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Robert J. Kolasa, Ltd. has successfully helped executors administer many probates (death & guardianships) in Lake and Cook County since 1993.  I am familiar with the probate process and skilled in cutting costs and the attendant “red tape” to help executors efficiently navigate administration.

Probate at Death

When an Illinois resident passes away with over $100,000 in his or her own name, the decedent’s estate then may be required to go through a court ordered settlement process called “probate.”


NOTE: In many cases, proper estate planning utilizing funded Living Trusts will eliminate the need for probate proceedings during a client’s life, or at death.


Probate is generally needed to “unfreeze” assets owned solely in one’s name at death. Probate can be a time-consuming, frustrating, and expensive process. Estate planning during lifetime can avoid guardianship probate, but death probate is likely needed if assets are titled in the deceased person’s sole name. We strive to demystify and streamline the probate process as much as possible.

Review my seminar outline The Attorney Planning for Probate which I gave before the Chicago Bar Association on selected legal issues an attorney faces in regard to planning a client's estate for probate. The seminar was given almost 20 years ago, but most of the topics discussed therein are still relevant in today's legal environment.


Every probate estate in Illinois is unique, but many involve the following steps:

  • Filing of a petition with the proper probate court

  • Notice to heirs under the Will or to statutory heirs if          no Will exists

  • Petition to appoint an Executor or Administrator             for the estate

  • Inventory and appraisal of estate assets

  • Payment of estate debts to rightful creditors

  • Filing of returns and payment of taxes, including      estate taxes if applicable

  • Sale of certain estate assets

  • Accounting to Court and interested parties

  • Final distribution of assets to legatees or heirs

The length of time needed to complete the probate of an estate depends on the size and complexity of the estate. While legal representation is not required, it is highly advisable for an Executor or Administrator to secure professional assistance with the estate settlement, to ensure that they meet all their responsibilities.


The law presumes that an adult eighteen years of age or older is capable of handling his/her own affairs. A guardian may be appointed to serve as a substitute decision maker if a person is disabled because of (1) mental deterioration, (2) physical incapacity, (3) mental illness, or (4) developmental disability. The disability must prevent the person from making or communicating responsible decisions about his/her personal affairs. Sometimes a guardian may also be appointed if, because of “gambling, idleness, debauchery, or excessive use of intoxicants or drugs”, a person spends or wastes his/her estate so as to expose himself/herself or his/her family to want or suffering. In either case, guardianship may be necessary to protect the person and to promote the interests of others, such as service providers or creditors.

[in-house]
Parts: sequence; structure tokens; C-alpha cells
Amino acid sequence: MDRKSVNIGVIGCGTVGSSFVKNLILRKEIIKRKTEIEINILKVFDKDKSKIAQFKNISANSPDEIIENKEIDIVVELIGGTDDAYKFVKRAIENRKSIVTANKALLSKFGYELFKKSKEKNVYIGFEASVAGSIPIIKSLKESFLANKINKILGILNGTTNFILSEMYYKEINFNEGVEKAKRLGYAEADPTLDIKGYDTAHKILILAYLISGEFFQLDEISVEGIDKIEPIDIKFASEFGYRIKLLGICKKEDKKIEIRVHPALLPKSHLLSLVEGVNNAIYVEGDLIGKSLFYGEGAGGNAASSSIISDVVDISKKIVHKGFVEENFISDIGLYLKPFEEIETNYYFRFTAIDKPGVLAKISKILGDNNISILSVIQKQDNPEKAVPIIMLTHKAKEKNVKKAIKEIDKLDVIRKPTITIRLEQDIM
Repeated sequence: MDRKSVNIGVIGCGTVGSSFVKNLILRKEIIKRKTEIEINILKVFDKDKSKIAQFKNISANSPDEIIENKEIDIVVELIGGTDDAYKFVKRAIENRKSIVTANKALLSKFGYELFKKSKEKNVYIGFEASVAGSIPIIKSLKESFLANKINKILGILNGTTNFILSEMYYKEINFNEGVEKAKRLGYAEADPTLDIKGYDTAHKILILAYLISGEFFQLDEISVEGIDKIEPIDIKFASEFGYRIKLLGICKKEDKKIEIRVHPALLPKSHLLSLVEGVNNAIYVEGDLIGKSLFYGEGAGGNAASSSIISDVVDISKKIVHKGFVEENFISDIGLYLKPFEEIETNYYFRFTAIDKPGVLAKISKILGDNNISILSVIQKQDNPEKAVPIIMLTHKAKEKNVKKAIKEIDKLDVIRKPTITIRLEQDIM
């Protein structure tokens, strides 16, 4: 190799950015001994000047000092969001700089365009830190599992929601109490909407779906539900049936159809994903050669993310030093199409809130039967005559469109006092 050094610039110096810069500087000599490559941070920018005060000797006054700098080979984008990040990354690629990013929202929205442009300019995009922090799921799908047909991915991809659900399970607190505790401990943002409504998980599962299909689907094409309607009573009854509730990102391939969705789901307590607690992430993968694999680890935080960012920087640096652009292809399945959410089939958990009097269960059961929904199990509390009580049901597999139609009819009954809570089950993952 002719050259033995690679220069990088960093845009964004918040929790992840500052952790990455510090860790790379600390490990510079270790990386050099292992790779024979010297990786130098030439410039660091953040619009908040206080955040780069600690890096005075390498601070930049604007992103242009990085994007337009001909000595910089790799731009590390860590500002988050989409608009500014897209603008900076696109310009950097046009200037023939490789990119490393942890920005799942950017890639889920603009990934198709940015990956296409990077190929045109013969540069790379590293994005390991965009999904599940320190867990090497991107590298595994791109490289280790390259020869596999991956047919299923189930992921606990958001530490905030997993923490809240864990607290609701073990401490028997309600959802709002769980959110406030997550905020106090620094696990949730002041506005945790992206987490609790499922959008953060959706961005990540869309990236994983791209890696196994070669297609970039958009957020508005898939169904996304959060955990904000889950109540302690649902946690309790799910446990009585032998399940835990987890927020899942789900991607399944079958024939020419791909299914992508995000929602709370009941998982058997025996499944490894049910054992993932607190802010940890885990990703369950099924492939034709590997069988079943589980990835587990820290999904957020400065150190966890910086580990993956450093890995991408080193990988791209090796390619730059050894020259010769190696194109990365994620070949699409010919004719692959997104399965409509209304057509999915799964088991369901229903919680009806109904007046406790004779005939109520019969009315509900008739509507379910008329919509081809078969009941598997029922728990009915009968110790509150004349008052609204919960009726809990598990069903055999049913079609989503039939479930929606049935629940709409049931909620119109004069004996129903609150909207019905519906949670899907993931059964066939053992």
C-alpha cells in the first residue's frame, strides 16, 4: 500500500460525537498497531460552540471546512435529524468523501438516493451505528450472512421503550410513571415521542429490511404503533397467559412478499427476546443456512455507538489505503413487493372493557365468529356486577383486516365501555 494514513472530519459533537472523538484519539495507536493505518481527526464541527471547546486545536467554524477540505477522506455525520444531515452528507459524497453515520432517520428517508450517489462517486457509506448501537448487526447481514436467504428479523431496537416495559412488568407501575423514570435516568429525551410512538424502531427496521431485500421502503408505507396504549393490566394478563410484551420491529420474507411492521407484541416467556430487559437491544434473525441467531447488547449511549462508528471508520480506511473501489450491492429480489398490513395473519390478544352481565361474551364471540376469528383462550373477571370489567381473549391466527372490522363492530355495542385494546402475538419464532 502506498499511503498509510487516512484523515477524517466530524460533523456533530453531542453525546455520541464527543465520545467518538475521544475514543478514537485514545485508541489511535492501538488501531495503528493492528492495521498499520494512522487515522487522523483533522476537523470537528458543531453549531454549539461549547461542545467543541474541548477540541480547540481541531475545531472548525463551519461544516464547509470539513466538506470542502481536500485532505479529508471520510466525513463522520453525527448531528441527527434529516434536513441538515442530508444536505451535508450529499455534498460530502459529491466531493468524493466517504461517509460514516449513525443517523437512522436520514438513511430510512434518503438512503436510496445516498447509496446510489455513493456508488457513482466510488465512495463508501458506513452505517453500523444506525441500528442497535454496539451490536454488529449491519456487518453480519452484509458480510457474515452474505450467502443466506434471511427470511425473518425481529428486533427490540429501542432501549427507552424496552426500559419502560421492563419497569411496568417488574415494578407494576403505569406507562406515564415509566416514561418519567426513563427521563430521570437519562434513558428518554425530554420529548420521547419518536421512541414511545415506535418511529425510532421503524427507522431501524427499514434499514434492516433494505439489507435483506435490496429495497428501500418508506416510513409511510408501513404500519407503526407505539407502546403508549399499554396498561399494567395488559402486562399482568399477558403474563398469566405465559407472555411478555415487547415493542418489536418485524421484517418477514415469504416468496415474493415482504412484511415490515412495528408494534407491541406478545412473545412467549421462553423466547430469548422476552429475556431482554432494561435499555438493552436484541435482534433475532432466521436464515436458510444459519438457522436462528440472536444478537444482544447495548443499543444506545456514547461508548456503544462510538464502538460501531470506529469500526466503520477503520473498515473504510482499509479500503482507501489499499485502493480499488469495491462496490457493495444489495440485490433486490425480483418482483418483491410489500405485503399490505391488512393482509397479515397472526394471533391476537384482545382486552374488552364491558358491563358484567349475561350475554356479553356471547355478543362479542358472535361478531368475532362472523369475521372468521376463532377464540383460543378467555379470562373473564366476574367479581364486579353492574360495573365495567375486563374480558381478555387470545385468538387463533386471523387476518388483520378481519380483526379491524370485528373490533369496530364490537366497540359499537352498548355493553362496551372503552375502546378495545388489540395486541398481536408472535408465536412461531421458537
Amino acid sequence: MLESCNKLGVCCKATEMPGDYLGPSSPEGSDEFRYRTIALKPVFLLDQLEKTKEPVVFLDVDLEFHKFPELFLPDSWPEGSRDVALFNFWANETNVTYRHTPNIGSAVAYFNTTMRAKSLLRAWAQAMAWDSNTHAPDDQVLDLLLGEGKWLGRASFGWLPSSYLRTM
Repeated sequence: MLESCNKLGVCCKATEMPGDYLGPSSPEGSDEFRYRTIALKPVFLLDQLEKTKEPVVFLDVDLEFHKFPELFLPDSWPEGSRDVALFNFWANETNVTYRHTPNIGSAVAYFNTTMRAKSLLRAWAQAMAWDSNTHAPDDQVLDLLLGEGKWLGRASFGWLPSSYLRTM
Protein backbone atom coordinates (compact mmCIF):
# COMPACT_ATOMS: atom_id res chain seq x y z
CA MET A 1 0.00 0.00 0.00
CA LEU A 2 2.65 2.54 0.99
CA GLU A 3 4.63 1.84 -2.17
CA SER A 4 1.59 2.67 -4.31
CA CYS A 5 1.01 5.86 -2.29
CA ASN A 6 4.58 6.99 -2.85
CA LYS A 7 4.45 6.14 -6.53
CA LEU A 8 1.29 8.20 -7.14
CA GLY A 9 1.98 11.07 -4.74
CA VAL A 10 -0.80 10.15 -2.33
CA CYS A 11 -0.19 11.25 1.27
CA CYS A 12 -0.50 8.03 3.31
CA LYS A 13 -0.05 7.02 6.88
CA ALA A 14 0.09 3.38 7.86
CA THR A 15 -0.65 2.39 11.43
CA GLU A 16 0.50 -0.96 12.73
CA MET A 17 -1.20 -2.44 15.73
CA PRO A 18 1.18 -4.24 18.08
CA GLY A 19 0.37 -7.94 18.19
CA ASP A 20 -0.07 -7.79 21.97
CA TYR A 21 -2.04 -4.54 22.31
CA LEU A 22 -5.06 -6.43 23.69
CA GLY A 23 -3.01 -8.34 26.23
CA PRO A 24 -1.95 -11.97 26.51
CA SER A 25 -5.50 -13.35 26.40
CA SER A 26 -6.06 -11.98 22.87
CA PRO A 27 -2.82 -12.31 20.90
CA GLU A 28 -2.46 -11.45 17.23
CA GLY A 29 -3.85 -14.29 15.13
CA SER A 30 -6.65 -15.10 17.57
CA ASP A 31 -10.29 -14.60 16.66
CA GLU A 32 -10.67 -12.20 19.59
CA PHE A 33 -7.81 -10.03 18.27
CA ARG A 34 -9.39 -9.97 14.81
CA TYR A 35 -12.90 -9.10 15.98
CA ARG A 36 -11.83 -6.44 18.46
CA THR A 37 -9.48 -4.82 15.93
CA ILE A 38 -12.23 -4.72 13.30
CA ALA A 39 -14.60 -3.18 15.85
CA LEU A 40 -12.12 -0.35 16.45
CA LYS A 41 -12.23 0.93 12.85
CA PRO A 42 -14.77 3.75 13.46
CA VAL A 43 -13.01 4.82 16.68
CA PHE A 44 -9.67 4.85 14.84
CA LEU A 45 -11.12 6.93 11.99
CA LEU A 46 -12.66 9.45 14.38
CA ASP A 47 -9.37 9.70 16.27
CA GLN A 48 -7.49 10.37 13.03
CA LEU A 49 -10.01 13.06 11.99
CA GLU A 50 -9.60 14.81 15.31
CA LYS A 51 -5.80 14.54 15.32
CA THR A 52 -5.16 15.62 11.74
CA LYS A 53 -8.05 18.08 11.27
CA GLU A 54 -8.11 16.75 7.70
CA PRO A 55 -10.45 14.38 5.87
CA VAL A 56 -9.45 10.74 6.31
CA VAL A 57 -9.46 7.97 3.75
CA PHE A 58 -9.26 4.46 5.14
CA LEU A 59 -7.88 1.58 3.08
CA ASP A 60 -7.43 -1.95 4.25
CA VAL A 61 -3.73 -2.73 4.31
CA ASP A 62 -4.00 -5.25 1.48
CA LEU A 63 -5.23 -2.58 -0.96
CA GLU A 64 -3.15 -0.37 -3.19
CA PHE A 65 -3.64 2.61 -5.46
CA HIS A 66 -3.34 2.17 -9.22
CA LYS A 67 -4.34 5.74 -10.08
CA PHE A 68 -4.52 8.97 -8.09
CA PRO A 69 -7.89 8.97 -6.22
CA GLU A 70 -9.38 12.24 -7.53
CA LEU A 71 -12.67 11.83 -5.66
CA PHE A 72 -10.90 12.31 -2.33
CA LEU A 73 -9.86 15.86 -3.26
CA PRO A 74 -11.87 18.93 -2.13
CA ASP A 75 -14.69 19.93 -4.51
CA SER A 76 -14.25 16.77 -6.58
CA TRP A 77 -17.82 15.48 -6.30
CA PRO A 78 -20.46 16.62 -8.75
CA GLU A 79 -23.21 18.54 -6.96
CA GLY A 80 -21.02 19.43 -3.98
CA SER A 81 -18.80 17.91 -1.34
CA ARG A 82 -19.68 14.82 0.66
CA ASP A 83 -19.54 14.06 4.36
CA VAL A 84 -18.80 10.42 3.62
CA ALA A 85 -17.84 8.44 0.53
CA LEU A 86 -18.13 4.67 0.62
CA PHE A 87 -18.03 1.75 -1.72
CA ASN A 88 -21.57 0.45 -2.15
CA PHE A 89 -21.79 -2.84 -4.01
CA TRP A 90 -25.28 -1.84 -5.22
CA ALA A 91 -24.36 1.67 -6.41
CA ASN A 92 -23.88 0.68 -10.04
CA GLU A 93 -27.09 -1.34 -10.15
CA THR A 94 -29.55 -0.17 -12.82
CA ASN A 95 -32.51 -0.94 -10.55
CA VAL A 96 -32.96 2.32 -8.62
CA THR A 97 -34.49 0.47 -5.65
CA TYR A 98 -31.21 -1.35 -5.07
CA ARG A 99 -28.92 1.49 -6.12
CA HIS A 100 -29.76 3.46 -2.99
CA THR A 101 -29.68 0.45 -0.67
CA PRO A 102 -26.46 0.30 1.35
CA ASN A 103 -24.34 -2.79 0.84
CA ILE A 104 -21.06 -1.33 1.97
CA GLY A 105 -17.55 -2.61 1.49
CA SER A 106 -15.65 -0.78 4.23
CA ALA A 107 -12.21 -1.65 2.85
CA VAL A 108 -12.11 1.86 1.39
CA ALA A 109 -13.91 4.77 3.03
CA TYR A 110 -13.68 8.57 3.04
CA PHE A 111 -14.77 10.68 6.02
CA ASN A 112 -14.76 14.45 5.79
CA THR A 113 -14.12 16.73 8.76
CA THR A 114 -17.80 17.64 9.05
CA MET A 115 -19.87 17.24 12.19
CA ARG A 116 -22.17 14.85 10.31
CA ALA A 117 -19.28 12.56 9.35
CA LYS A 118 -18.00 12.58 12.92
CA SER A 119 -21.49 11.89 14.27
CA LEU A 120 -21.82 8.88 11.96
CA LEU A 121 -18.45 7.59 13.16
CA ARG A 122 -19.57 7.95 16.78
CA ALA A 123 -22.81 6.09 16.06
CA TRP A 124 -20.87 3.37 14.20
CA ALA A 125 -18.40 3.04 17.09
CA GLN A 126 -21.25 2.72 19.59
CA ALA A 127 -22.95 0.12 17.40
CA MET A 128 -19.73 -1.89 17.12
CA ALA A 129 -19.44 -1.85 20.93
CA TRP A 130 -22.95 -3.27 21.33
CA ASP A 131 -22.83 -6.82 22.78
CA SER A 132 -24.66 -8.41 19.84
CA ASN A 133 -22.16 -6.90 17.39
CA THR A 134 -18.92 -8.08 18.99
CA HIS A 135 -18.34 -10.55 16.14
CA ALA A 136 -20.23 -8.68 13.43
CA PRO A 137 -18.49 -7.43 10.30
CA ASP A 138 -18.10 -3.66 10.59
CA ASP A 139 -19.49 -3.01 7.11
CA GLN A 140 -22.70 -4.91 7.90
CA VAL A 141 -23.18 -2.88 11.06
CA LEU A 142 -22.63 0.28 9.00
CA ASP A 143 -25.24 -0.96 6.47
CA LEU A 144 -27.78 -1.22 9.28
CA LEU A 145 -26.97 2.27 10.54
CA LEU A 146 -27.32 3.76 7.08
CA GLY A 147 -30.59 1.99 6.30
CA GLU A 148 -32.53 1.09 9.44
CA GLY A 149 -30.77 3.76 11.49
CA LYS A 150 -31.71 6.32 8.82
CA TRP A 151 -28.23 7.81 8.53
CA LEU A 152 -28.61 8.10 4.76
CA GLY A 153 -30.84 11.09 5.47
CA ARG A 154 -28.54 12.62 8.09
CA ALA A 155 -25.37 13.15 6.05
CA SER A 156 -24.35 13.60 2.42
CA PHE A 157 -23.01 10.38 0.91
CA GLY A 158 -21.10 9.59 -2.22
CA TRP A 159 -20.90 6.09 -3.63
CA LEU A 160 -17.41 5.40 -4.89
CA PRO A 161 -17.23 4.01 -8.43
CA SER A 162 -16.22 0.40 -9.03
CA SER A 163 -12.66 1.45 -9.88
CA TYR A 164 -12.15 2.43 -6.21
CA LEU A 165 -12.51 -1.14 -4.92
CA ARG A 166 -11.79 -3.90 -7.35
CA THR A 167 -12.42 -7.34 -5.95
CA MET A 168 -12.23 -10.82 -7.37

In Illinois, guardians are appointed by the probate court in the county where the minor or alledged disabled person resides. A parent’s guardianship over his/her child stops automatically when the child turns eighteen. Before starting a court proceeding, one must obtain a report certifying that the person is disabled and needs a guardian. The report must contain all of the information required by paragraph 11a-9 of the Illinois Probate Act:


  • a description of the nature and type of the respondent’s disability, and an assessment of how the disability impacts on the ability of the respondent to make decisions or to function independently;


  • an analysis and results of evaluations of the respondents mental and physical condition and, where appropriate, educational condition, adaptive behavior and social skills, which have been preformed within 3 months of the date of the filing of the petition;


  • an opinion as to whether guardianship is needed, and the reasons therefore;


  • a recommendation as to the most suitable living arrangement and, where appropriate, treatment or habilitation plan for the respondent and the reasons therefore;


  • the signatures of all persons who performed the evaluations upon which the report is based, one of whom shall be a licensed physician and a statement of the certification, license, or other credentials that qualify the evaluators who prepared the report.


A person facing a guardianship adjudication has the right to a court appointed attorney and a trial by a jury of six persons. An individual facing a guardianship adjudication also has the right to request an independent medical evaluation, which must be paid from the funds of the alleged diabled person.

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